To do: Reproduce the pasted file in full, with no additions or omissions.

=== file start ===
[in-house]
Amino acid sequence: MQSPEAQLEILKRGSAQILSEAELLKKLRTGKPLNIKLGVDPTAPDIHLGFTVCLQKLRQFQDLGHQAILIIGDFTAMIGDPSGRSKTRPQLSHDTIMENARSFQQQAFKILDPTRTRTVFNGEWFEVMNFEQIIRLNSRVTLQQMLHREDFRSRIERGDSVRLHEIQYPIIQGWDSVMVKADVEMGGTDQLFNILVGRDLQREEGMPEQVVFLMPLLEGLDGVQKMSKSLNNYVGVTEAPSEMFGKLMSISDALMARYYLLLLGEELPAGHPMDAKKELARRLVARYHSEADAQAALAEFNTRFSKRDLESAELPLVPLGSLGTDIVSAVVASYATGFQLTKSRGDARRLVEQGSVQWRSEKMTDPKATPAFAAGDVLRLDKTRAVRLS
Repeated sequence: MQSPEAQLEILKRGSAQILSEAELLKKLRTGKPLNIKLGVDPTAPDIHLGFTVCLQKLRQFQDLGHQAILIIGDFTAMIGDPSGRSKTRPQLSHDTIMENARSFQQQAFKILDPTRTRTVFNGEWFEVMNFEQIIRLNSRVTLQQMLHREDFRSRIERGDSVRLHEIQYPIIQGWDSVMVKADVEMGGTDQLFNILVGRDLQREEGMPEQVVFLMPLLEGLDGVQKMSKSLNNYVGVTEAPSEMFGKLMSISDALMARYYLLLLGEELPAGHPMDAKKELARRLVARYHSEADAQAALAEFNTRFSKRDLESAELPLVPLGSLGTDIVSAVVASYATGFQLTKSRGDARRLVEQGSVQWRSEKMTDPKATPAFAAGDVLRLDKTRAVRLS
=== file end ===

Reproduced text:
[in-house]
Amino acid sequence: MQSPEAQLEILKRGSAQILSEAELLKKLRTGKPLNIKLGVDPTAPDIHLGFTVCLQKLRQFQDLGHQAILIIGDFTAMIGDPSGRSKTRPQLSHDTIMENARSFQQQAFKILDPTRTRTVFNGEWFEVMNFEQIIRLNSRVTLQQMLHREDFRSRIERGDSVRLHEIQYPIIQGWDSVMVKADVEMGGTDQLFNILVGRDLQREEGMPEQVVFLMPLLEGLDGVQKMSKSLNNYVGVTEAPSEMFGKLMSISDALMARYYLLLLGEELPAGHPMDAKKELARRLVARYHSEADAQAALAEFNTRFSKRDLESAELPLVPLGSLGTDIVSAVVASYATGFQLTKSRGDARRLVEQGSVQWRSEKMTDPKATPAFAAGDVLRLDKTRAVRLS
Repeated sequence: MQSPEAQLEILKRGSAQILSEAELLKKLRTGKPLNIKLGVDPTAPDIHLGFTVCLQKLRQFQDLGHQAILIIGDFTAMIGDPSGRSKTRPQLSHDTIMENARSFQQQAFKILDPTRTRTVFNGEWFEVMNFEQIIRLNSRVTLQQMLHREDFRSRIERGDSVRLHEIQYPIIQGWDSVMVKADVEMGGTDQLFNILVGRDLQREEGMPEQVVFLMPLLEGLDGVQKMSKSLNNYVGVTEAPSEMFGKLMSISDALMARYYLLLLGEELPAGHPMDAKKELARRLVARYHSEADAQAALAEFNTRFSKRDLESAELPLVPLGSLGTDIVSAVVASYATGFQLTKSRGDARRLVEQGSVQWRSEKMTDPKATPAFAAGDVLRLDKTRAVRLS